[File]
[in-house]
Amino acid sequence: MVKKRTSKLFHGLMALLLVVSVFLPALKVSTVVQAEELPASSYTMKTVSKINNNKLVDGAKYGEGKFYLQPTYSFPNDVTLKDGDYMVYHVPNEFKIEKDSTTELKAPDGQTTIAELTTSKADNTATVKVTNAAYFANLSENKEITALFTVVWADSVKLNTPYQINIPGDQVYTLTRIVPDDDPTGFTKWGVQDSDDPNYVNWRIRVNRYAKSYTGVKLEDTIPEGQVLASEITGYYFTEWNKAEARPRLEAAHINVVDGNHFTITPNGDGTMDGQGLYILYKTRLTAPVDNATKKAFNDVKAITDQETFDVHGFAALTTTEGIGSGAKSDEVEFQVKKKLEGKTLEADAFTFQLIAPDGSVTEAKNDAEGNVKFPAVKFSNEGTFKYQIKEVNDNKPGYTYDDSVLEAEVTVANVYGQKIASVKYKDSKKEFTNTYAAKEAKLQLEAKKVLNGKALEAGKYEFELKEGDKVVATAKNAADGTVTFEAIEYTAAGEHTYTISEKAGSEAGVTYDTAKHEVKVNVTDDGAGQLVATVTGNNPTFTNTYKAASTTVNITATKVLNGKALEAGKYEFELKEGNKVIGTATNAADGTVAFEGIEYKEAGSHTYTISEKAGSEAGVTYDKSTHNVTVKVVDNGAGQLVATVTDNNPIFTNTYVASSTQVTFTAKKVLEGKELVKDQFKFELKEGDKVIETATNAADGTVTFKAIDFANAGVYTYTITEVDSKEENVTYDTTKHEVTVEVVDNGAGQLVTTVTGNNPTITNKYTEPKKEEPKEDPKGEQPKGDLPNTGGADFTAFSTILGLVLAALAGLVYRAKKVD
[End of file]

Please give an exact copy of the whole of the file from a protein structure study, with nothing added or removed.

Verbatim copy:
[in-house]
Amino acid sequence: MVKKRTSKLFHGLMALLLVVSVFLPALKVSTVVQAEELPASSYTMKTVSKINNNKLVDGAKYGEGKFYLQPTYSFPNDVTLKDGDYMVYHVPNEFKIEKDSTTELKAPDGQTTIAELTTSKADNTATVKVTNAAYFANLSENKEITALFTVVWADSVKLNTPYQINIPGDQVYTLTRIVPDDDPTGFTKWGVQDSDDPNYVNWRIRVNRYAKSYTGVKLEDTIPEGQVLASEITGYYFTEWNKAEARPRLEAAHINVVDGNHFTITPNGDGTMDGQGLYILYKTRLTAPVDNATKKAFNDVKAITDQETFDVHGFAALTTTEGIGSGAKSDEVEFQVKKKLEGKTLEADAFTFQLIAPDGSVTEAKNDAEGNVKFPAVKFSNEGTFKYQIKEVNDNKPGYTYDDSVLEAEVTVANVYGQKIASVKYKDSKKEFTNTYAAKEAKLQLEAKKVLNGKALEAGKYEFELKEGDKVVATAKNAADGTVTFEAIEYTAAGEHTYTISEKAGSEAGVTYDTAKHEVKVNVTDDGAGQLVATVTGNNPTFTNTYKAASTTVNITATKVLNGKALEAGKYEFELKEGNKVIGTATNAADGTVAFEGIEYKEAGSHTYTISEKAGSEAGVTYDKSTHNVTVKVVDNGAGQLVATVTDNNPIFTNTYVASSTQVTFTAKKVLEGKELVKDQFKFELKEGDKVIETATNAADGTVTFKAIDFANAGVYTYTITEVDSKEENVTYDTTKHEVTVEVVDNGAGQLVTTVTGNNPTITNKYTEPKKEEPKEDPKGEQPKGDLPNTGGADFTAFSTILGLVLAALAGLVYRAKKVD